And given that no side had successfully chased more than 248 in this tournament until now, West Indies’ cautious tactics looked to have delivered a very serviceable total of 321, even in Taunton’s tightly-knit environs.
But Bangladesh’s pursuit was bold, brash and brilliant. Led first by Tamim Iqbal and then taken up by the in-form talisman Shakib Al Hasan, who also picked up two wickets with his left-arm spin.
In the end it was not even close, the second highest successful chase in an ICC Men’s Cricket World Cup achieved with seven wickets and 8.3 overs to spare.
His unbroken partnership of 189 with Liton Das, who finished on 94 not out, was the second highest for the fourth wicket in the history of the tournament.
This was Shakib’s day. When he had scored 23, he reached 6,000 ODI runs. He then passed fifty for the fourth time in four innings at this ICC Men’s Cricket World Cup.
When he cover-drove Oshane Thomas for four, he brought up his ninth century for his country and, at 83 balls, the fastest – also the second fastest in the tournament so far.
It was a joyous, highly-skilled display and, given that it set up Bangladesh’s eighth win in ten one-day matches over West Indies, should not even be a surprise.
By complete contrast, West Indies’ total of 32/1 from the opening ten-over powerplay was the lowest of the tournament.
The first time Chris Gayle played for Somerset at the County Ground, Taunton, in 2015, he made 151 not out in a T20 match.
A 13-ball duck was not what anyone wearing maroon (either of West Indies or Somerset) was hoping for, though the majority of the crowd in green and red supporting Bangladesh were far from unhappy.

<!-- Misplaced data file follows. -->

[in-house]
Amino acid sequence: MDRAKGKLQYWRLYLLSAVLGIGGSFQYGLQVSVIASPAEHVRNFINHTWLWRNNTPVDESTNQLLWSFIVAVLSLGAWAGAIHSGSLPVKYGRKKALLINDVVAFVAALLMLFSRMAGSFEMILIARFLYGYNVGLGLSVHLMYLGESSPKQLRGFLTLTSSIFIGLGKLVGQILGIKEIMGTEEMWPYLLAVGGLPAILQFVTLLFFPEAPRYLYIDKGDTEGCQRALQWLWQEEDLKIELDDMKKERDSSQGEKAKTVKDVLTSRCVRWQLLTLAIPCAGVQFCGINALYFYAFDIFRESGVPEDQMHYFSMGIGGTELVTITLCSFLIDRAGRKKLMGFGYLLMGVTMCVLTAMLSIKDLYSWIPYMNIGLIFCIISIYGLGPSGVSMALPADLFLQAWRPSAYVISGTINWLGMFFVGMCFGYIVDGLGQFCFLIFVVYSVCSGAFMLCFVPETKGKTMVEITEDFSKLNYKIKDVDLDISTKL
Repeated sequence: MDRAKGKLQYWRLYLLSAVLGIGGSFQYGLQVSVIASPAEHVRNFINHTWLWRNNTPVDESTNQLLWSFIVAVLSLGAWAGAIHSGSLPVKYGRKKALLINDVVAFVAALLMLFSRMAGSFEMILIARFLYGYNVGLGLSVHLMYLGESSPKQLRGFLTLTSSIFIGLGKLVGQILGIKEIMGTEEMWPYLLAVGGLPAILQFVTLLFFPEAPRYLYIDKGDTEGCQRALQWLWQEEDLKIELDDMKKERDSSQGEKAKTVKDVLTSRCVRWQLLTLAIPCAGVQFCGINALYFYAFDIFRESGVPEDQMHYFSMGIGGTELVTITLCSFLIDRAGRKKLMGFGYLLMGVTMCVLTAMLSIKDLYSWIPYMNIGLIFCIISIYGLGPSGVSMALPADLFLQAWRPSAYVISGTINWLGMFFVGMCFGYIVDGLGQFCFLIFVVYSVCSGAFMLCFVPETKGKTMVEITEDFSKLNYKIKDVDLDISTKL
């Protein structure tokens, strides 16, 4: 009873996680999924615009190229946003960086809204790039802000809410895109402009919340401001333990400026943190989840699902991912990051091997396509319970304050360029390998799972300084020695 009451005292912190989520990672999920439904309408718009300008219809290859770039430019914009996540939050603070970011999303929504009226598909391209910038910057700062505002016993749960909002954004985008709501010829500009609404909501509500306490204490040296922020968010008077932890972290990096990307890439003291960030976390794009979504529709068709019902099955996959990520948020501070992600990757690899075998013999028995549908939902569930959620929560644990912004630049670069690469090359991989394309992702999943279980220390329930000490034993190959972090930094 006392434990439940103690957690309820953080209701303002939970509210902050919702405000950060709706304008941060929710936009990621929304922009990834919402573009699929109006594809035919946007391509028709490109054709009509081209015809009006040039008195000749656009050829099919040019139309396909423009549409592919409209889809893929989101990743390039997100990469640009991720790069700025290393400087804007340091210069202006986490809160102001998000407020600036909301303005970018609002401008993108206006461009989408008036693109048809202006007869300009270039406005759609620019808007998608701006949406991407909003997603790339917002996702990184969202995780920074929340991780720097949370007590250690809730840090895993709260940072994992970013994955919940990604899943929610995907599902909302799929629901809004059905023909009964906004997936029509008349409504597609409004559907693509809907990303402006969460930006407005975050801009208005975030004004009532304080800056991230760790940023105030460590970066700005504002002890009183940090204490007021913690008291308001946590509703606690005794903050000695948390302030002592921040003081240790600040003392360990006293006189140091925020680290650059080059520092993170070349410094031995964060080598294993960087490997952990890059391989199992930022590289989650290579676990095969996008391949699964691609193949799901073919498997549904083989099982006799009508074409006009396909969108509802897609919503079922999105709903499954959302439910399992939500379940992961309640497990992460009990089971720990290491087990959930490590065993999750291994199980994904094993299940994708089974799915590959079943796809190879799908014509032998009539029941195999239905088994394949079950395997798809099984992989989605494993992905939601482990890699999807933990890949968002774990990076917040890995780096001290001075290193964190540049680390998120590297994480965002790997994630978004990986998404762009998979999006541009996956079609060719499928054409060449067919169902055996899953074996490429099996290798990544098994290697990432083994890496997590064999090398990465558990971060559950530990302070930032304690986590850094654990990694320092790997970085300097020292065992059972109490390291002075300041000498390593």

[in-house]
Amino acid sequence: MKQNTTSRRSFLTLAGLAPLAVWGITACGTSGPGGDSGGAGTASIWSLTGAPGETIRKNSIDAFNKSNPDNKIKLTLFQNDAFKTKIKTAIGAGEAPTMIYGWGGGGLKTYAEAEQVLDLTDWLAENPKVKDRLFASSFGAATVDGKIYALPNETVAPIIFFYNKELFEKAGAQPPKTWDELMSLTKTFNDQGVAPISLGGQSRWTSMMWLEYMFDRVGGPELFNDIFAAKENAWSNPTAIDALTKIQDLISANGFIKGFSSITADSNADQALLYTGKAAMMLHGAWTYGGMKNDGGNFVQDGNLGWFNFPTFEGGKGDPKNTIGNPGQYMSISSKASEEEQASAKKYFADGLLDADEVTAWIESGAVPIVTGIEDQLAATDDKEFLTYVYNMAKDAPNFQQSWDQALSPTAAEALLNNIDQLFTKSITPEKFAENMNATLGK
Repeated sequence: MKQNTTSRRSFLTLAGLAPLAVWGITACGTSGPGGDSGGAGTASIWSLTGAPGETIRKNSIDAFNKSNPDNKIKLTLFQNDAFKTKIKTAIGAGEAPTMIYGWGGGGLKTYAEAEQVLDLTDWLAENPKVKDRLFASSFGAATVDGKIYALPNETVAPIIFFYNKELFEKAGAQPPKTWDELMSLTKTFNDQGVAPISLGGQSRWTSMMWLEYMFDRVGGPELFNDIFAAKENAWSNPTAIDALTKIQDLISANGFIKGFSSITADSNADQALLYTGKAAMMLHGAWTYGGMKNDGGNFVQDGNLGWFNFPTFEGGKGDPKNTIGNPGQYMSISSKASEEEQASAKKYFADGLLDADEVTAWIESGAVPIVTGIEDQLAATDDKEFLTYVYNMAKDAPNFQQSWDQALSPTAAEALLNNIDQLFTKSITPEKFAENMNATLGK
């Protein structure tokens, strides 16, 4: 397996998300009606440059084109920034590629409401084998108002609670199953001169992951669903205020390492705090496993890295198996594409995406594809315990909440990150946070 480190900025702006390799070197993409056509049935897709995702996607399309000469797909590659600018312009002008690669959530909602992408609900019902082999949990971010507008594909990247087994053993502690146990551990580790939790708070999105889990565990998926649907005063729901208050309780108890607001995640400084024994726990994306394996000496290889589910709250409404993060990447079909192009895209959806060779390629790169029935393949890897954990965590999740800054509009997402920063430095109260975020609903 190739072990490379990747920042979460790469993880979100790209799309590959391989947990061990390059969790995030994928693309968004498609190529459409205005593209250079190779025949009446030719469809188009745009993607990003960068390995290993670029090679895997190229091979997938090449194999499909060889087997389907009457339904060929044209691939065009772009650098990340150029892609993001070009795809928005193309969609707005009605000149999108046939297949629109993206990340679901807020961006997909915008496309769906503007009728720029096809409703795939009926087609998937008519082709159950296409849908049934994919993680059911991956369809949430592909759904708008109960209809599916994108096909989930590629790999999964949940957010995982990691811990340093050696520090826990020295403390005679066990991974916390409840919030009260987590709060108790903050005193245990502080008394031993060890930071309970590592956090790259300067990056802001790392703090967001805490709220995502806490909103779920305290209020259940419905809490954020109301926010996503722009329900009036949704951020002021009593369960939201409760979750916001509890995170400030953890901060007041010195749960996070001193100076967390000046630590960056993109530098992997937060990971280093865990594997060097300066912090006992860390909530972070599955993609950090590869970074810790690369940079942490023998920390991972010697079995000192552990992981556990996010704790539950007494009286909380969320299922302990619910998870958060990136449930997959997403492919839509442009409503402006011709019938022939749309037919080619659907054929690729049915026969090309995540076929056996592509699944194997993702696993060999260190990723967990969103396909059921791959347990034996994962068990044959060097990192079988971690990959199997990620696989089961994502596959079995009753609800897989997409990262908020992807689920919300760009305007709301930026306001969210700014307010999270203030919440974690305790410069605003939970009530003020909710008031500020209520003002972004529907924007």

When it came to Bangladesh’s chase, they hurtled out of the blocks, rattling up 75/1 in their first ten overs.
There are mitigating factors, of course. Bangladesh’s seamers, well drilled by their bowling coach and Windies legend Courtney Walsh, bowled a nagging line. West Indies’ quicks, on the other hand, were content to bang the ball into an easy-paced pitch and paid the price.
Their tactics were one-dimensional. With Andre Russell carrying an injury and no frontline spin option, West Indies’ bowling lacked variety and sophistication.
West Indies skipper Jason Holder had called for a more disciplined approach from his batsmen – or “smart aggression” as he put it – and broadly speaking he got it.
Shai Hope’s 96 from 121 balls was a model of self-restraint, notwithstanding the eye-catching forehand smash for six he played off left-armer Mustafizur Rahman in the 35th over. He had hit only three boundaries in his 58 up to that point.
West Indies took 19 off that over and 17 from the next in a shackle-breaking period that also included a missed run-out opportunity for Bangladesh.
Holder himself was in no mood to hang around. He launched his first ball over the ropes at what is affectionately known as the graveyard end. It was appropriately named, as it was where both Nicholas Pooran and Shimron Hetmyer perished as, later on, did West Indies’ hopes.